The smell of sweet clover filled Elizabeth’s nose at dawn. She was awake with the bird’s lively morning chorus. They were especially happy today. Something in their song bid farewell to the last frost on the ground, and welcomed every bud pushing forth from every tree. It was spring!
“My favorite time of year,” thought Elizabeth.
She was grateful for spring and what it had brought her. She looked at each of her new babies, all asleep, unaware of the noisy celebration filtering down into their warm nest. A feeling of love and pride filled Elizabeth, as she softly spoke each new name.
“Jeremiah, James, Michael, Rachel,” she whispered, “Mommy has to leave you for a little while, but I’ll be back soon.”
The four little ones slept on as though they had no cares. They were warm and fed and had no need to awaken. Elizabeth, however, knew that she must have food and have it soon or lose her strength; the strength she relied on to feed and care for her precious new babies.
She scampered out of the hole under the thorny bush, which housed her family. A warm breeze greeted her; it carried the sweet scent that had awakened her. She let her nose lead her to the top of the bank, at the edge of the farmer’s field. Some of the soil had already been turned over in preparation for planting, and the birds swooped down to feed on the worms and insects that were exposed.
It was the aroma of new clover that Elizabeth was unable to resist. Her instincts told her to stay in the long grass where she would be less visible, but soon she was chewing on the dark green herb that she loved most. The delicious clover at the edge of the field was so satisfying that she did not notice the large boot beside her.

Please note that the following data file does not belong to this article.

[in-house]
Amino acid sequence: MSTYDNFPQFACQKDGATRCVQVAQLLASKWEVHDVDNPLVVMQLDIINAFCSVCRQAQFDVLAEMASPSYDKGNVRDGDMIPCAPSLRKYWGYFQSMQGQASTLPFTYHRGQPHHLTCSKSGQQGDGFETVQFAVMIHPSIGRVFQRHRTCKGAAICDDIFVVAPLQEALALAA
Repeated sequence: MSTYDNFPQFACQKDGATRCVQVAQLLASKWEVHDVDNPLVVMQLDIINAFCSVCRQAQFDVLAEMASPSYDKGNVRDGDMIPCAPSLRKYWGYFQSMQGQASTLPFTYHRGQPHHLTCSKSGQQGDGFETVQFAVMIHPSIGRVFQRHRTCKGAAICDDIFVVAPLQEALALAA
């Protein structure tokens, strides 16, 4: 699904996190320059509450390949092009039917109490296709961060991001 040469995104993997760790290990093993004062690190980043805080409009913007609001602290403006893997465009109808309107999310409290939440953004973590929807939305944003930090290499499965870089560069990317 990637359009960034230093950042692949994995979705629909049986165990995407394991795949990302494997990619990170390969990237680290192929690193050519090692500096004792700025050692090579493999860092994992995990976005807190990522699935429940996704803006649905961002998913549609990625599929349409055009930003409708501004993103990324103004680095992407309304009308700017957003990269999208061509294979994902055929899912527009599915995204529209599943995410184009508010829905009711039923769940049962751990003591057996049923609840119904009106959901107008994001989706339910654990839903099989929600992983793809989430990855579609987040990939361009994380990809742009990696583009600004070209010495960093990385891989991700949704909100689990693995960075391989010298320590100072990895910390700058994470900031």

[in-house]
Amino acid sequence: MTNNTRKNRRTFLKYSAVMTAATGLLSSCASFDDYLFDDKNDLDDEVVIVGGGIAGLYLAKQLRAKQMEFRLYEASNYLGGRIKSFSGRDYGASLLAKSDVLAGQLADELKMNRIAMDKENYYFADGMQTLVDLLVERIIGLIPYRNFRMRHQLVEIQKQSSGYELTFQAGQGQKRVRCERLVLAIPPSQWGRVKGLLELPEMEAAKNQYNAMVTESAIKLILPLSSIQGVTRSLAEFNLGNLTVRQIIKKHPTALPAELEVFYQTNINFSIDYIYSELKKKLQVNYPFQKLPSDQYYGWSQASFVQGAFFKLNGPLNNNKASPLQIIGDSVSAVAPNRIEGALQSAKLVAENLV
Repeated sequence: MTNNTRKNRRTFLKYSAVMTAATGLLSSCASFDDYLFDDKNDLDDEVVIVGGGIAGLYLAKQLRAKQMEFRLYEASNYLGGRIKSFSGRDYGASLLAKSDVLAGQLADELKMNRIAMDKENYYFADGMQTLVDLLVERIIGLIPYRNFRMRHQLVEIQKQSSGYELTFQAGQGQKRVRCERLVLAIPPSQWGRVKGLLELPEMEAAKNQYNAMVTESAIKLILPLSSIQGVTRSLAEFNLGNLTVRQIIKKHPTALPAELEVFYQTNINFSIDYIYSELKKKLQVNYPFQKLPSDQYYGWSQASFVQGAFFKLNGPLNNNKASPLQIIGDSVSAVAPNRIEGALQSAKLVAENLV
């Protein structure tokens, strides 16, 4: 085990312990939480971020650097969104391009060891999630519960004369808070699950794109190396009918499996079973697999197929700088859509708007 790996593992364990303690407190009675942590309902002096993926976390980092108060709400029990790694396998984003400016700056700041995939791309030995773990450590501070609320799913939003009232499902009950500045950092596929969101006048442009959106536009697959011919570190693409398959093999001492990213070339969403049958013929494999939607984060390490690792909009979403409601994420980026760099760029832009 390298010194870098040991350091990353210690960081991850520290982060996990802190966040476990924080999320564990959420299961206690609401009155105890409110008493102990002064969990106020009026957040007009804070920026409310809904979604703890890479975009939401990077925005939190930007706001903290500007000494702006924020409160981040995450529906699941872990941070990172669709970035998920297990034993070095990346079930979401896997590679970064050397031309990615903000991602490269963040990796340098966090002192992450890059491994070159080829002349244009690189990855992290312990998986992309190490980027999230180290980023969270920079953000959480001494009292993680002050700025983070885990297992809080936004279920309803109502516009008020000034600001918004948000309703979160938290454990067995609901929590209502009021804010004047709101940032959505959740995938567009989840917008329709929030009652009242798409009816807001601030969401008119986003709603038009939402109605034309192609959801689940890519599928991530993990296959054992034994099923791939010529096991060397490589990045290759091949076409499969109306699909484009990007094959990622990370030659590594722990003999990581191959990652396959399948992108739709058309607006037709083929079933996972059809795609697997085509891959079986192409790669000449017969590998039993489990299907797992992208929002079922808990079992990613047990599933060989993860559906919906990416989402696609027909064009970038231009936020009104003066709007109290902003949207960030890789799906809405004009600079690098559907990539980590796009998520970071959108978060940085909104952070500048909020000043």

The farmer’s loud voice rang out across the field, scattering the birds, ending their morning feast. Elizabeth was frozen, unable to move a muscle. The farmer grabbed her by the back of her neck, and held her out like a prize to behold.
“You’re perfect!” He exclaimed, and thrust her into a burlap sack. Elizabeth squirmed desperately to be free. But the farmer tied the sack securely with twine and placed it in his wagon.
“Get up Grey!” He called to his horse, and the old mare started off slowly toward the barnyard. The farmer whistled a tune, a tune Elizabeth recognized.
“The Lord’s My Shepherd, I Shall Not Want.”
Elizabeth had heard the words so many times, coming from the little white chapel on the knoll. The joyful congregation singing together on Sunday had always given her a peaceful feeling. But now the farmer’s triumphant tune filled her with panic.
“Jeremiah, James, Michael, Rachel!” She thought wildly, “What will happen to my babies?”
Elizabeth let out a cry, a rabbits’ cry. The sound of it was like that of a child, frantic with fear. The farmer might have heard it and taken pity on her, because he was a father himself. But her desperation went unnoticed next to the ‘clippity-clop’ of Old Grey’s hooves, and the slow squeaky turn of the wagon’s wheel.